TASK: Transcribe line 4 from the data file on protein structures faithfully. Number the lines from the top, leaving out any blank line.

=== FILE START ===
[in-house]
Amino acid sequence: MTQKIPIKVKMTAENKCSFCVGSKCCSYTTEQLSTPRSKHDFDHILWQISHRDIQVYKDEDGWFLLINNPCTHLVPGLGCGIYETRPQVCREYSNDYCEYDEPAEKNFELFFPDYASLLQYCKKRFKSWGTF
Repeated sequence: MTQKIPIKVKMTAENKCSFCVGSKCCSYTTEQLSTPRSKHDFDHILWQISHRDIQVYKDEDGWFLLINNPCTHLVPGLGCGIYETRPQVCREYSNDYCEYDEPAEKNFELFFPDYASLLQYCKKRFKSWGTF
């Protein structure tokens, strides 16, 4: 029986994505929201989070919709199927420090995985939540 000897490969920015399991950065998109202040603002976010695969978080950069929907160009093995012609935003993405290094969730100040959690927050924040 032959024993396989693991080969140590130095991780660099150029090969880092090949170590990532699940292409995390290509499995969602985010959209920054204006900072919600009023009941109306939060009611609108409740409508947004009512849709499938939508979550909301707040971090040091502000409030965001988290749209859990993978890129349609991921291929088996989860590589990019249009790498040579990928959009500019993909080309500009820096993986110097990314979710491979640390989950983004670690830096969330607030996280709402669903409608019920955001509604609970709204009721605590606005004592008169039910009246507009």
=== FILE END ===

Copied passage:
């Protein structure tokens, strides 16, 4: 029986994505929201989070919709199927420090995985939540 000897490969920015399991950065998109202040603002976010695969978080950069929907160009093995012609935003993405290094969730100040959690927050924040 032959024993396989693991080969140590130095991780660099150029090969880092090949170590990532699940292409995390290509499995969602985010959209920054204006900072919600009023009941109306939060009611609108409740409508947004009512849709499938939508979550909301707040971090040091502000409030965001988290749209859990993978890129349609991921291929088996989860590589990019249009790498040579990928959009500019993909080309500009820096993986110097990314979710491979640390989950983004670690830096969330607030996280709402669903409608019920955001509604609970709204009721605590606005004592008169039910009246507009």